How and why does Bacon's inductive method differ from the modern scientific method?

Bacon's inductive method begins by creating a kind of "data-bank" of information about the natural world through experiments and observation, then investigating this mine of information in order to find out about one particular nature or quality. It begins by looking at the natural world, and moves through various small steps to formulate axioms or true statements about nature. General axioms ("heat is a kind of motion") can be established only at the end of this process. The modern scientific method, although it is rarely followed in practice, begins with a hypothesis or specific question, then designs and refines experiments to test this hypothesis. Modern scientists are understandably skeptical about the possibilities for total knowledge that Bacon's inductive approach assumes. It is also important to remember that Bacon's methodology, particularly his emphasis on experimentation, was an important stage in the development of today's scientific method.

What did Aristotle's Organon get wrong, according to Bacon?

Essentially, almost everything. Bacon believes that Aristotle's philosophy relies on the useless and ambiguous device of the syllogism, and is concerned with categories and complex dialectical arguments at the expense of real inquiry into nature. Much of The New Organon is devoted to showing the flaws in Aristotle's method, and to rewriting Aristotle's Organon to fit with the demands of modern scientific inquiry. Bacon believes that an important reason for the poor progress that has been made so far in science is the excessive reliance on the authority of ancient authors, particularly Aristotle. Aristotle exemplifies the Sophistic style of philosophy, one of the three parts of the idols of the theater. Those medieval and contemporary philosophers who rely on Aristotelian categories are not impressed so much by the value and force of his arguments, as by his importance in Western universities and their own prejudices.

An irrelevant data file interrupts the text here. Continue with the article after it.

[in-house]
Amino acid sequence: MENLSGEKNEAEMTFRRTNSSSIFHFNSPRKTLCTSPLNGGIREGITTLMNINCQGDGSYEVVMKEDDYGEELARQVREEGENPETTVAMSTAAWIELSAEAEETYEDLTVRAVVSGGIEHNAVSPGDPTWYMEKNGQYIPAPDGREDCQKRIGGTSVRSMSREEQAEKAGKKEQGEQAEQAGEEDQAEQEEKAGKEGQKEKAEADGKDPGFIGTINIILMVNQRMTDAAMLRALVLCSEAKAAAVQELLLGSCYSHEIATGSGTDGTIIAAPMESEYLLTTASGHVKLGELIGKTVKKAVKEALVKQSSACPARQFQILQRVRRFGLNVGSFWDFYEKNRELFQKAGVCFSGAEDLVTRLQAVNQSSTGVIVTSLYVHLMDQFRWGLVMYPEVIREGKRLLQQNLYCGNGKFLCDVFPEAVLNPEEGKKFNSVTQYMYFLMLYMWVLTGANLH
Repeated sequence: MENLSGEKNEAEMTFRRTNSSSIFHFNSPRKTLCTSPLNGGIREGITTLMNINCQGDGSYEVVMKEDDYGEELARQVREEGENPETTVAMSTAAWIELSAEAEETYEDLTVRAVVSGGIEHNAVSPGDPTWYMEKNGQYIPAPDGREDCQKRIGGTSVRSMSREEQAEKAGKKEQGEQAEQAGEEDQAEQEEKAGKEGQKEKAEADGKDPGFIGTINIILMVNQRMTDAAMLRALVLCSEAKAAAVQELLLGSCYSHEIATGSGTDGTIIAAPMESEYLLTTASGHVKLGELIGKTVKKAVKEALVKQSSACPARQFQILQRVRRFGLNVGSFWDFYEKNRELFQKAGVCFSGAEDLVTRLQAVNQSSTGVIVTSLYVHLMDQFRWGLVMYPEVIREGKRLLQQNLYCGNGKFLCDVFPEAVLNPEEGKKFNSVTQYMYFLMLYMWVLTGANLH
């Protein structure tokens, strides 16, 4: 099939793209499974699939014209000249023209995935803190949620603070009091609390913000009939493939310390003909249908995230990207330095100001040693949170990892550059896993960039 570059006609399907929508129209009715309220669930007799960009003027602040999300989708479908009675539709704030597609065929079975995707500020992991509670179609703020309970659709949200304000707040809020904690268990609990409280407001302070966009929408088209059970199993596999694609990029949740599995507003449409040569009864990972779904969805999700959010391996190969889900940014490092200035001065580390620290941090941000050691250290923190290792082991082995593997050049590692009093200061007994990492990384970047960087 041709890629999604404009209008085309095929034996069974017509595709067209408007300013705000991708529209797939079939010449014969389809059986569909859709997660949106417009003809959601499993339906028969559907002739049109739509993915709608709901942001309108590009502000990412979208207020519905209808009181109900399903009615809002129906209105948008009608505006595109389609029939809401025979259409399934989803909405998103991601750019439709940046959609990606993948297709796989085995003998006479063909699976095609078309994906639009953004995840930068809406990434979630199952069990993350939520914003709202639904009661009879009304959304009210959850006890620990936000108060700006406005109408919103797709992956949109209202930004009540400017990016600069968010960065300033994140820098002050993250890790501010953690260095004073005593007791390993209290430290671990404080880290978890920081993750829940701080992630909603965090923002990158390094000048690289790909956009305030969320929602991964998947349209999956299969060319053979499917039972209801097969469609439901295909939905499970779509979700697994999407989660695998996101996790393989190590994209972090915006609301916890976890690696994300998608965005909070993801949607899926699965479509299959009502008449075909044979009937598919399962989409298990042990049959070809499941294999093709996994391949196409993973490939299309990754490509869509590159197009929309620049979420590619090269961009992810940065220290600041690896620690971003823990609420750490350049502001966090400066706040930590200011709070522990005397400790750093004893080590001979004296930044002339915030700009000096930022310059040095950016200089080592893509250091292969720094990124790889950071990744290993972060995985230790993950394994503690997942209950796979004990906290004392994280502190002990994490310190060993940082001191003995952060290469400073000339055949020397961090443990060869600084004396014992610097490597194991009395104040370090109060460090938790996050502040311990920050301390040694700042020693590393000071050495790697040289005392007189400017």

What hope does Bacon hold out for the progress of the sciences?

Bacon always makes it clear that his plan for the advancement of learning will take a long time, and require much effort. The obstacles preventing progress are considerable, and stem from many different aspects of human experience—from sense-perception, individual life-experience, language and philosophy. They can be overcome only if Bacon's scientific method is followed rigorously. He makes it clear that many things allow hope of progress: correcting past errors can give hope for the future, as can the fact that past discoveries were not always believed to be possible beforehand, as can the fact that humans waste energy on other projects that could be directed to scientific inquiry. Bacon's position is essentially one of cautious optimism; he knows that the creation of a comprehensive natural history is a great undertaking, hence his pleas for royal patronage, but believes that it could be possible after his lifetime. The potential benefits to humanity from scientific progress are so great that the task must be attempted.